Guest Post 3: Campaign Concepting and Crowdfunding
The following is a guest blog post by my friend Anthony Paglino who will contribute every Wednesday leading to the March 27th release of the iCurious Travel: A Cultural Guide to China, available exclusively on iTunes. Follow Anthony on Twitter @iCuriousTravel or on Google + for updates.
In part 2 of this series, I chronicled my roundabout experience of matching my passion to a marketable product. After going around in circles about culture, language, travel, and technology, I finally decided on an interactive guidebook to China for the iPad.
Once I had my idea, many questions remained as to how I was going to pull this off, from financing to content creation. A Skype call with an understanding family member helped point me in the right direction.
My Uncle Steve does web analytics for a website that supplies deals on activities and products based off of your geographical location. An engineer by trade and a certified nerd when it comes to computers, he has always listened and supported my crazy schemes.
When I pitched him the idea of my book, he immediately suggested the concept of crowdfunding or the idea that an extended online network can pitch financial support through a convenient social platform.
This conversation also got me thinking about ways to get more great feedback from family and friends.
And this is the first lesson I want to share with you in this chapter: Organize your own mini board of advisers. Get your product out to as many people in your close network as possible and receive as much feedback as possible. This will make your product stronger because it will be scrutinized and vetted from many angles. More importantly, feedback will help you get the kinks out of your project in the beginning so you won’t have to do damage control later down the line because of an ill conceived plan.
To get my idea out and heard, I created a list out in the middle of nowhere China and contacted the majority of my network through email and Skype calls. For a solid 4 weeks before I launched my crowdfunding campaign, I constantly reached out, set up Skype calls, and got great feedback.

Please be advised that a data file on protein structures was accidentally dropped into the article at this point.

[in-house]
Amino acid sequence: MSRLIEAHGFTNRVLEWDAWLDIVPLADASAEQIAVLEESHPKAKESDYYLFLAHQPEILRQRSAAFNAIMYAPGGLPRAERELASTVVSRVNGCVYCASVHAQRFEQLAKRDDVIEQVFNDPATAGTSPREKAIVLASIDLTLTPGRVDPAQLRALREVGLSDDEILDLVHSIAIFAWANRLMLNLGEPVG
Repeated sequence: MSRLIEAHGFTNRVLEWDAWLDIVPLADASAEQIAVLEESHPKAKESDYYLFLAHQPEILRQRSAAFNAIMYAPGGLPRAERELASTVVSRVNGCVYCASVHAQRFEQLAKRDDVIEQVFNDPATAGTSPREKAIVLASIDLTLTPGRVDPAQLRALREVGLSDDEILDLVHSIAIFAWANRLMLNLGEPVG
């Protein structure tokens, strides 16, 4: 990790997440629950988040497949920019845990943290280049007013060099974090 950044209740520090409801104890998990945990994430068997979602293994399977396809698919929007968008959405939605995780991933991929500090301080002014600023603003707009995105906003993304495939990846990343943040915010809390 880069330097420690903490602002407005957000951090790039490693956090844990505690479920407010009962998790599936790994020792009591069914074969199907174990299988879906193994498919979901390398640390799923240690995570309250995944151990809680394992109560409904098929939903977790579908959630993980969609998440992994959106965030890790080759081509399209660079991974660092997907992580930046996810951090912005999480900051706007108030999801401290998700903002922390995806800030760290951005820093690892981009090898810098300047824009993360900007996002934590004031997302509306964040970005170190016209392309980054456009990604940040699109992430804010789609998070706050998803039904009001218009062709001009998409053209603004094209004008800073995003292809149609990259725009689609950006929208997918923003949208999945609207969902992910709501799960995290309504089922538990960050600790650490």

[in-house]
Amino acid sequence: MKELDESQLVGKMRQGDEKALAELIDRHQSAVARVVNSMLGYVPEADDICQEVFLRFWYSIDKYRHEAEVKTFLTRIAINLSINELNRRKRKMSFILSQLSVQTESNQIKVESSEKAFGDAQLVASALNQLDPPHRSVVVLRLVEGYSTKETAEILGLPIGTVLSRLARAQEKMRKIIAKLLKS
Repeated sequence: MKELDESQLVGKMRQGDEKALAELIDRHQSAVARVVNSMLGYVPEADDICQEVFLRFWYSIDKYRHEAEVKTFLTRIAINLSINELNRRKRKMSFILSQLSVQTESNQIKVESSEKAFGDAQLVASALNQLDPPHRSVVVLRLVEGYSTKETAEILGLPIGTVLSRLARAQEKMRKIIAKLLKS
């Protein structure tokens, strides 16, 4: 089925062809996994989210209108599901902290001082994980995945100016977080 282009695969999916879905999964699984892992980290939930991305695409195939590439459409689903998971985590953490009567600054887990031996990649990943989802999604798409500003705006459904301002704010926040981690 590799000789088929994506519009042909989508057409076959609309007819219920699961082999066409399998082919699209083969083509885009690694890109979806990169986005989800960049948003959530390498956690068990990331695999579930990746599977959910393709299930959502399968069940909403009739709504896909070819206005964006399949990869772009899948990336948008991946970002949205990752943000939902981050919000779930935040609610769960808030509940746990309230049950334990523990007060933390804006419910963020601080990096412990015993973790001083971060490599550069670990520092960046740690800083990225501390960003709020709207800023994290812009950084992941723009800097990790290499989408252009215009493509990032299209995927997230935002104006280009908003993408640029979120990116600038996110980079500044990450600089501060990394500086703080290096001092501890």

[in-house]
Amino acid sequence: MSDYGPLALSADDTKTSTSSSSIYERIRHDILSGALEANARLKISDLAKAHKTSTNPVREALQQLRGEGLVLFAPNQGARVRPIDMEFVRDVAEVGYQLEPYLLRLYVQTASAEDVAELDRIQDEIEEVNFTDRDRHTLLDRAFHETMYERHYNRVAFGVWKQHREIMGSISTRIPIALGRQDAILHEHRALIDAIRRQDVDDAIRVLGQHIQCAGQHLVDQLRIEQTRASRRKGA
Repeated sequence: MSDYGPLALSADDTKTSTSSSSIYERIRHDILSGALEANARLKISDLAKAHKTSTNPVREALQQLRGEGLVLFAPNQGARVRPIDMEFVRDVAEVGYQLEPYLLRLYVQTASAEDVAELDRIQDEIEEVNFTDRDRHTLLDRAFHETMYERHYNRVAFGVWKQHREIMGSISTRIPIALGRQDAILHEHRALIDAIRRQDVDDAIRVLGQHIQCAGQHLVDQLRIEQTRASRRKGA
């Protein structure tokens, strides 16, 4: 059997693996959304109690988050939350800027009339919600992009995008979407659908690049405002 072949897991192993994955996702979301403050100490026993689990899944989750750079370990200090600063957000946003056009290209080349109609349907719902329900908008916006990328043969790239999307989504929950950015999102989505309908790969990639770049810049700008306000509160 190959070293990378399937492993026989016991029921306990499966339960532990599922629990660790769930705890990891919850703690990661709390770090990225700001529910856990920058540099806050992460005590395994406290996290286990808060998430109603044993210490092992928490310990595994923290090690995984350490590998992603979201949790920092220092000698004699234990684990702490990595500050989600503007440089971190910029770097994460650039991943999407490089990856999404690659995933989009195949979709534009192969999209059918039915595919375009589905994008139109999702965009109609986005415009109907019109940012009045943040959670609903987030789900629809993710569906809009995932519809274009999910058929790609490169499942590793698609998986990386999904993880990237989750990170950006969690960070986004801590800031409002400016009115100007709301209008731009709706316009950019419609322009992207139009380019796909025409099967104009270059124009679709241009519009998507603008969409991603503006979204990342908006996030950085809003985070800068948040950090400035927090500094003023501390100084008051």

As time went on, the product became much clearer in my head, and I also became much better at articulating what that product was: “A digital cultural guide to China for Western travelers who want to have a more independent and enriched experience.”
Moving forward, the people who I reached out to during the conceptual phase will also help promote my campaign because they are already up to speed with the project and the mission.
Choosing a Platform
Once your product has gone through several iterations, it’s time to pick a crowdfunding platform to bring financial capital to your project.
Not all crowdfunding platforms are equal, and I would suggest taking a look at the entire field before settling on one.
Some important things to consider when choosing a crowdfunding platform are to think about how much money you need to raise, how long you want to run your campaign, and the overall feel and design of the individual crowdfunding site, to name a few.
From a marketing standpoint it is also important to understand some of the risks and concerns that a potential crowdfunder may feel. Indieogo highlights some of the inherent risks when it comes to contributing to crowdfunded campaigns.
“Contributors are backing an idea, not purchasing a pre-made project. Like anyone contributing to an early-stage project, you accept the risk that the project might not come to fruition. We leave it up to you to make your own judgment about the merit of a campaign before making a contribution.”